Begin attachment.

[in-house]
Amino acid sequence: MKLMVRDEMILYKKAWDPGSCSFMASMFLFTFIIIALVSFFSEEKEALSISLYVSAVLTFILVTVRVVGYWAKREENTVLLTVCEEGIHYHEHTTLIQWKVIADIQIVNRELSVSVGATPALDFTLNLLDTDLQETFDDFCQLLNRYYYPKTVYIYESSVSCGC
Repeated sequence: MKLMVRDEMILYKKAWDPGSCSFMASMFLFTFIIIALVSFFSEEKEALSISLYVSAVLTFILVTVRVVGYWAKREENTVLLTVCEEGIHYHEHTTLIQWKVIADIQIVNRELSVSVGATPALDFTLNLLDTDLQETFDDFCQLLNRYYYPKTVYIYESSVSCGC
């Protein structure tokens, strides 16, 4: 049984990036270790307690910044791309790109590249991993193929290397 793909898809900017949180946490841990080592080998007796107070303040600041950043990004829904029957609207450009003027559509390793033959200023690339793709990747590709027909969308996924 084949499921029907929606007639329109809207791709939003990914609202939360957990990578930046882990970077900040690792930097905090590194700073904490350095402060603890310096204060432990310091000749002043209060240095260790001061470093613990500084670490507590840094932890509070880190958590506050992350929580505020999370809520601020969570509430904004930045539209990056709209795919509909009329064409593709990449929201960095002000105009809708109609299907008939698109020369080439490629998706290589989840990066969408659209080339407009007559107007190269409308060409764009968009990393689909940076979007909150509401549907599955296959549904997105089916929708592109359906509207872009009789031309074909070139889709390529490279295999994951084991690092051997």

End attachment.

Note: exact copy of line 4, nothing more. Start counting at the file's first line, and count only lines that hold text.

């Protein structure tokens, strides 16, 4: 049984990036270790307690910044791309790109590249991993193929290397 793909898809900017949180946490841990080592080998007796107070303040600041950043990004829904029957609207450009003027559509390793033959200023690339793709990747590709027909969308996924 084949499921029907929606007639329109809207791709939003990914609202939360957990990578930046882990970077900040690792930097905090590194700073904490350095402060603890310096204060432990310091000749002043209060240095260790001061470093613990500084670490507590840094932890509070880190958590506050992350929580505020999370809520601020969570509430904004930045539209990056709209795919509909009329064409593709990449929201960095002000105009809708109609299907008939698109020369080439490629998706290589989840990066969408659209080339407009007559107007190269409308060409764009968009990393689909940076979007909150509401549907599955296959549904997105089916929708592109359906509207872009009789031309074909070139889709390529490279295999994951084991690092051997």